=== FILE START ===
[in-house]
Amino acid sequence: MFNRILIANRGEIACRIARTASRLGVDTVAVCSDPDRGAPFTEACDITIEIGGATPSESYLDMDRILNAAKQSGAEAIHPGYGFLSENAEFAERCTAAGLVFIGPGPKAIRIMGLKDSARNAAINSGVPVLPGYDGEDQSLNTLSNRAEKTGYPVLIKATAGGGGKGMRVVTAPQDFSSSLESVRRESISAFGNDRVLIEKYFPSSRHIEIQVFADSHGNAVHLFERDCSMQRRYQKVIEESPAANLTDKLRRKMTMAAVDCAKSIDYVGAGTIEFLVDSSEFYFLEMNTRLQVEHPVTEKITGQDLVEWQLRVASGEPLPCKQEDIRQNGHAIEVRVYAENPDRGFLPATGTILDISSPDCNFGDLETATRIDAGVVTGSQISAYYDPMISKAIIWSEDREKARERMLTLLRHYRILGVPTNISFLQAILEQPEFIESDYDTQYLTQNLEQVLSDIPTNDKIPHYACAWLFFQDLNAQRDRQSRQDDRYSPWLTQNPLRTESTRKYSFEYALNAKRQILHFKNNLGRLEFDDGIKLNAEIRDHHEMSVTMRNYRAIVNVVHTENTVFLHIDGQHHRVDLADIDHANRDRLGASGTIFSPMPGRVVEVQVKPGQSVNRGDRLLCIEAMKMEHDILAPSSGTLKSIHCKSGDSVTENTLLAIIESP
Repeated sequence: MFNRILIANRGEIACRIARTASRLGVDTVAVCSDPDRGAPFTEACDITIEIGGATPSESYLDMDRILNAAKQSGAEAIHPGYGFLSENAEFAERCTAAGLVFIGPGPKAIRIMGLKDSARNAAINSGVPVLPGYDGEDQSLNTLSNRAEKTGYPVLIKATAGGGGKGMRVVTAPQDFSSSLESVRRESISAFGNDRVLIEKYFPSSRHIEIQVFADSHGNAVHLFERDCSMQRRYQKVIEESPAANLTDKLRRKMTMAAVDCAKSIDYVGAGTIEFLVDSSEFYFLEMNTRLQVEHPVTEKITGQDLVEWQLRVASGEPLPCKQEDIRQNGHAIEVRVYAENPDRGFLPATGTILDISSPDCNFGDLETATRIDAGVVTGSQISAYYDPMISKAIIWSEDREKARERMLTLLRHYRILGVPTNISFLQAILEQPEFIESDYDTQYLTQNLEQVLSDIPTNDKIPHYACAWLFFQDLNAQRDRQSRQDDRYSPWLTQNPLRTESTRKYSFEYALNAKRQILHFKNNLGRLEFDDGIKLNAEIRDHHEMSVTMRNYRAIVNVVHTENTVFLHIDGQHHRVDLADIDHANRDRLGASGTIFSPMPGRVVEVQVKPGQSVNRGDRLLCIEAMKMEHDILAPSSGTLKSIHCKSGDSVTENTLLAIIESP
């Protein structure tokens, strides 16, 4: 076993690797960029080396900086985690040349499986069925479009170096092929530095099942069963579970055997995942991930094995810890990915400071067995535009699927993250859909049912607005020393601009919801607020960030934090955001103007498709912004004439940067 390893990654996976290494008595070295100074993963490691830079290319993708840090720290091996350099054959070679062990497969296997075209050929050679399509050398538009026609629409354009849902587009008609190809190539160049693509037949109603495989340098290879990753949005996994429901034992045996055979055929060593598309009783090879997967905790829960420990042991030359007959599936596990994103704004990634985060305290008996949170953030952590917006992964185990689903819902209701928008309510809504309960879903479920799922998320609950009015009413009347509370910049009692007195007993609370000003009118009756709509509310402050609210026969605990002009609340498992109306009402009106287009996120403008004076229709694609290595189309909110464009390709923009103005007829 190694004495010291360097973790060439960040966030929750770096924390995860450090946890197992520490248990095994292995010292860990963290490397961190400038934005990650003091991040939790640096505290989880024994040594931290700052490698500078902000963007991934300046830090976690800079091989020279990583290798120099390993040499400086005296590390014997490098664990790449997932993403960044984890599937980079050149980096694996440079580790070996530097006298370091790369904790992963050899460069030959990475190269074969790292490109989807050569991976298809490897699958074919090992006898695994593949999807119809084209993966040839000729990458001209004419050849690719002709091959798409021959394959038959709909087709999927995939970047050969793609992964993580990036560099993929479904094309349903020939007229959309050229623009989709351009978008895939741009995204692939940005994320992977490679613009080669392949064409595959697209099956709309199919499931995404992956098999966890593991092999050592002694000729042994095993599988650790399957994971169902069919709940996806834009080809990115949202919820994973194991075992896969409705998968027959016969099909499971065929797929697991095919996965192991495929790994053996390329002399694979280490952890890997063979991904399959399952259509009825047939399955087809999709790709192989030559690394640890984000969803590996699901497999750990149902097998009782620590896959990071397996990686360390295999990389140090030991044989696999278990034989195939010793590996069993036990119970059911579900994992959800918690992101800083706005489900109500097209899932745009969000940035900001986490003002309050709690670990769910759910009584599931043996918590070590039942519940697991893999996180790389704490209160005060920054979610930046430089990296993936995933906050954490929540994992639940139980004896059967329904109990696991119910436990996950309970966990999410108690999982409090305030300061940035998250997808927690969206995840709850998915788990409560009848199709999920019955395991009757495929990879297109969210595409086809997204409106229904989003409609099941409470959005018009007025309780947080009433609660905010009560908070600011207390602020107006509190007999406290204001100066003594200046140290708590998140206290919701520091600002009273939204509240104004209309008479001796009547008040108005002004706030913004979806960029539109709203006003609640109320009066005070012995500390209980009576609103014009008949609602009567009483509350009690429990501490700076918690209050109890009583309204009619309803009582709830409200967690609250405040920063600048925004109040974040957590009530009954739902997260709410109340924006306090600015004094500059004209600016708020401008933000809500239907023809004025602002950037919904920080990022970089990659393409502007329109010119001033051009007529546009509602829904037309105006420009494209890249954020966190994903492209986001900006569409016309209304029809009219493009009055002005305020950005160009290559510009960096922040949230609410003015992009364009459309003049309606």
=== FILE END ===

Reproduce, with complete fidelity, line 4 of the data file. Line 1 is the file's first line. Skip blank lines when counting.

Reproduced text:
């Protein structure tokens, strides 16, 4: 076993690797960029080396900086985690040349499986069925479009170096092929530095099942069963579970055997995942991930094995810890990915400071067995535009699927993250859909049912607005020393601009919801607020960030934090955001103007498709912004004439940067 390893990654996976290494008595070295100074993963490691830079290319993708840090720290091996350099054959070679062990497969296997075209050929050679399509050398538009026609629409354009849902587009008609190809190539160049693509037949109603495989340098290879990753949005996994429901034992045996055979055929060593598309009783090879997967905790829960420990042991030359007959599936596990994103704004990634985060305290008996949170953030952590917006992964185990689903819902209701928008309510809504309960879903479920799922998320609950009015009413009347509370910049009692007195007993609370000003009118009756709509509310402050609210026969605990002009609340498992109306009402009106287009996120403008004076229709694609290595189309909110464009390709923009103005007829 190694004495010291360097973790060439960040966030929750770096924390995860450090946890197992520490248990095994292995010292860990963290490397961190400038934005990650003091991040939790640096505290989880024994040594931290700052490698500078902000963007991934300046830090976690800079091989020279990583290798120099390993040499400086005296590390014997490098664990790449997932993403960044984890599937980079050149980096694996440079580790070996530097006298370091790369904790992963050899460069030959990475190269074969790292490109989807050569991976298809490897699958074919090992006898695994593949999807119809084209993966040839000729990458001209004419050849690719002709091959798409021959394959038959709909087709999927995939970047050969793609992964993580990036560099993929479904094309349903020939007229959309050229623009989709351009978008895939741009995204692939940005994320992977490679613009080669392949064409595959697209099956709309199919499931995404992956098999966890593991092999050592002694000729042994095993599988650790399957994971169902069919709940996806834009080809990115949202919820994973194991075992896969409705998968027959016969099909499971065929797929697991095919996965192991495929790994053996390329002399694979280490952890890997063979991904399959399952259509009825047939399955087809999709790709192989030559690394640890984000969803590996699901497999750990149902097998009782620590896959990071397996990686360390295999990389140090030991044989696999278990034989195939010793590996069993036990119970059911579900994992959800918690992101800083706005489900109500097209899932745009969000940035900001986490003002309050709690670990769910759910009584599931043996918590070590039942519940697991893999996180790389704490209160005060920054979610930046430089990296993936995933906050954490929540994992639940139980004896059967329904109990696991119910436990996950309970966990999410108690999982409090305030300061940035998250997808927690969206995840709850998915788990409560009848199709999920019955395991009757495929990879297109969210595409086809997204409106229904989003409609099941409470959005018009007025309780947080009433609660905010009560908070600011207390602020107006509190007999406290204001100066003594200046140290708590998140206290919701520091600002009273939204509240104004209309008479001796009547008040108005002004706030913004979806960029539109709203006003609640109320009066005070012995500390209980009576609103014009008949609602009567009483509350009690429990501490700076918690209050109890009583309204009619309803009582709830409200967690609250405040920063600048925004109040974040957590009530009954739902997260709410109340924006306090600015004094500059004209600016708020401008933000809500239907023809004025602002950037919904920080990022970089990659393409502007329109010119001033051009007529546009509602829904037309105006420009494209890249954020966190994903492209986001900006569409016309209304029809009219493009009055002005305020950005160009290559510009960096922040949230609410003015992009364009459309003049309606």